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Kristina GehrmanKristina Gehrman

Associate Professor
Department of Philosophy
804 McClung Tower
University of Tennessee
Knoxville, TNĀ  37996

Phone: 865-974-3255
Curriculum Vitae

I received my Ph.D. from UCLA in 2011. Before joining the Department in 2014, I was an Assistant Professor at Miami University of Ohio.

I think of human life as a struggle to interact well with the world. Deliberating, evaluating, valuing, and acting are different facets of this struggle: they are different ways a person has of interacting with the world, and of trying to sort out what the world calls for from her, here and now. This interactive picture of the human condition is fundamental to my work in value theory, ethics, and action theory. Thus for example I develop an interactive conception of action and the norms of action in “Action as Interaction” (2014). I explore the developmentally and experientially contingent nature of character in “The Character of Huckleberry Finn” (2017). I discuss the sense in which practical wisdom does (and does not) involve perception and response to affordances in “Absorbed Coping and Practical Wisdom” (2016). And in “Tragedy and the Constancy of Norms” I develop an account of ethical ideals and norms that is suited to a generally interactive picture of human deliberation and action.
My current work continues this theme by addressing a number of related questions in value theory. As a Fellow at the University of Tennessee Humanities Center (2015-2016) I developed a series of papers addressed to the question of whether ordinary facts about human nature might provide a secular, objective basis for the differences between right and wrong. If so, then ethics would have a substantial, common core; something we all share simply in virtue of our shared humanity. Not long before her death in 2010, philosopher Philippa Foot drew on Aristotle’s ethics to defend precisely this view. But Foot, by all accounts, did not succeed in making her case. My current work in value theory attempts to make make a fresh case in favor of an Aristotelian, human-nature-based approach to ethics, in the spirit of Philippa Foot but with some important amendments.

As an important preliminary step in this project, the paper “Ethics and the Great Chain of Being” discusses the continued influence on ethical theory of an ostensibly-rejected ancient, medieval, and early modern picture of the world as a Great Chain of Being. The assumption that the world is “disenchanted”, intrinsically devoid of value and meaning, is a widely-accepted starting point of contemporary ethics. But I argue, first, that the metaphysics of disenchantment itself owes its plausibility and its seeming-inevitability to the sheer continued dominance of the Great Chain worldview in contemporary ethical thought. I consider two particular remnants of the Great Chain in detail: its anthropocentrism, and its hierarchical structure. I trace the influence of these elements of the Great Chain paradigm in the ethical thought of Christine Korsgaard and Bernard Williams, whom I treat as representatives of neo-Kantian constructivism and neo-Humean materialism, respectively. The overall argument is parallel in structure to the argument that Elizabeth Anscombe makes concerning what she refers to as “peculiarly moral” concepts in her 1958 paper “Modern Moral Philosophy”. I conclude that while some, one, or all of our current ethical theories may turn out to be very well suited to the human phenomena they aim to capture, we will not be in a position to know this until we have first developed a theory of value and of humanity’s place in nature that is less constrained by illicit survivals from the Great Chain worldview.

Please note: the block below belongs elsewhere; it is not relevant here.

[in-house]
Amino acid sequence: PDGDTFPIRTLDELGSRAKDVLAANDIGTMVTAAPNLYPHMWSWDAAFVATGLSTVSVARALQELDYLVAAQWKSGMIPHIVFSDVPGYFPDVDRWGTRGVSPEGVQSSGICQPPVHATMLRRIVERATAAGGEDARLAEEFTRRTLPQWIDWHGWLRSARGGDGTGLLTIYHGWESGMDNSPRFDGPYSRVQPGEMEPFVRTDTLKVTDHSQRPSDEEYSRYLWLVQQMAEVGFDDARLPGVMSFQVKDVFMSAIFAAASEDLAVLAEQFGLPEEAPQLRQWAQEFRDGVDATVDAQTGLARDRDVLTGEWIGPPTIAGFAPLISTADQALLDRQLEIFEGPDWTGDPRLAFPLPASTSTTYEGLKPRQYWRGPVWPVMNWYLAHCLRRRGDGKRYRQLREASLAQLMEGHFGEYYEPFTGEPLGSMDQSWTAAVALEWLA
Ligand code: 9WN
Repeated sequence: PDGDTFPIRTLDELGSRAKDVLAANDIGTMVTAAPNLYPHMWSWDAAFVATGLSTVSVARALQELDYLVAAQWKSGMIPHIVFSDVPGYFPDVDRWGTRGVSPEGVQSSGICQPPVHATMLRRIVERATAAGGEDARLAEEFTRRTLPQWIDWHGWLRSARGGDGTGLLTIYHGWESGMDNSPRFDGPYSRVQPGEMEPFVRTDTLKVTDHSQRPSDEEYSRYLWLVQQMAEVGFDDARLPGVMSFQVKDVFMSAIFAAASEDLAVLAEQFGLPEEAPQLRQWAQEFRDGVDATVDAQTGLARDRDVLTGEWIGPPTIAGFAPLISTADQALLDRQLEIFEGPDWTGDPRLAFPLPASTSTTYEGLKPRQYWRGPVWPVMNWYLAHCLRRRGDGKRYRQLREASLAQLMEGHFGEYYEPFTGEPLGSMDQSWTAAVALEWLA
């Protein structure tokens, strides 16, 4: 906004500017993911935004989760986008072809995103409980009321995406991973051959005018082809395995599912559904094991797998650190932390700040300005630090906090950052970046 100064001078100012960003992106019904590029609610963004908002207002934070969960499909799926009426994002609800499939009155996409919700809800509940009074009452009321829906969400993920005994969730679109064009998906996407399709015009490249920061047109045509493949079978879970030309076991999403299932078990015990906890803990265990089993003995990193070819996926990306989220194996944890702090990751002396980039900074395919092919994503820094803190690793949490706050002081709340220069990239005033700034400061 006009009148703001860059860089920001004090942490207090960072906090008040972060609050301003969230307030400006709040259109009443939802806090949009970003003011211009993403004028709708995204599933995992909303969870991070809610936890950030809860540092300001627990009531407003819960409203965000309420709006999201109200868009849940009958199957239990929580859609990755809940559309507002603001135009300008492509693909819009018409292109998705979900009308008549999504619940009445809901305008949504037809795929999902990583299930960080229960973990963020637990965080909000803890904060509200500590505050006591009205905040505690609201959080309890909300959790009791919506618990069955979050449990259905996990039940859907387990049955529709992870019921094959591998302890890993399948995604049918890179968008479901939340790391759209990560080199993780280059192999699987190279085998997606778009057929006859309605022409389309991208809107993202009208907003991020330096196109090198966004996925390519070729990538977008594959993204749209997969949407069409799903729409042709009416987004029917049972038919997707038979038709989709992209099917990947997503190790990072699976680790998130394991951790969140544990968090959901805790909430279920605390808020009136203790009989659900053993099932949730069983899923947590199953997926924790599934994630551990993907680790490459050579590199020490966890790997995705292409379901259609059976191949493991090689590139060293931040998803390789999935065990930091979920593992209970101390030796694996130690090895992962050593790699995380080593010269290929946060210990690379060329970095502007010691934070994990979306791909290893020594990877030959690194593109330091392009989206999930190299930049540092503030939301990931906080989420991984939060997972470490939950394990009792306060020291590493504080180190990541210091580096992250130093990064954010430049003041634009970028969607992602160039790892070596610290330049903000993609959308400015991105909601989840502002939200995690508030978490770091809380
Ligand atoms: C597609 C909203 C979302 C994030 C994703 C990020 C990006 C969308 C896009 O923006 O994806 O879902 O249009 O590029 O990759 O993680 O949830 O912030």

Recent, representative publications

  • “The Character of Huckleberry Finn,” forthcoming in Philosophy and Literature, 2017.
  • “Twain’s Last Laugh,” forthcoming in Mark Twain and Philosophy, edited by Alan M. Held, Rowman and Littlefield, 2017.
  • “Absorbed Coping and Practical Wisdom,” The Journal of Value Inquiry 50:3 (September 2016): 593-612.
  • “Action as Interaction,” American Philosophical Quarterly 51:1 (January 2014): 75-84.
  • “Review of Michael H. Mitias, Friendship, a Central Moral Value (New York: Rodopi Press, 2012),” Teaching Philosophy 37:4 (December 2014): 543-6.


Recent, representative presentations

  • “Ethics and the Great Chain of Being”
    Inaugural Rice Workshop in Humanistic Ethics, Rice University, March 2017
    UCLA History Workshop, UCLA, March 2016 and Spring Symposium: Ethics and Humanity’s Place in Nature, University of Tennessee, February 2016
  • “The Character of Huckleberry Finn”
    Neglected Virtues: A Conference in Honour of Rosalind Hursthouse, University of Auckland, August 2015
  • “Why ‘I Think’”
    “Inclusive Philosophy Pedagogy: What Is It and How Do We Achieve It?” Meeting of the Central Division of the American Philosophical Association, February 2015
  • "Justice and Love for Huckleberry," Pacific University, Northwest Philosophy Conference, October 2013.
  • "On Inter-Species Empathy," Miami University, Thinking Interspecies (Altman Program in the Humanities Conference), April 2013.
  • "Characteristics and the Roots of Value," University of Illinois Chicago, Department Colloquium, January 2013.
  • "Action as Interaction," Northwestern University Society for the Theory of Ethics and Politics, May 2012.


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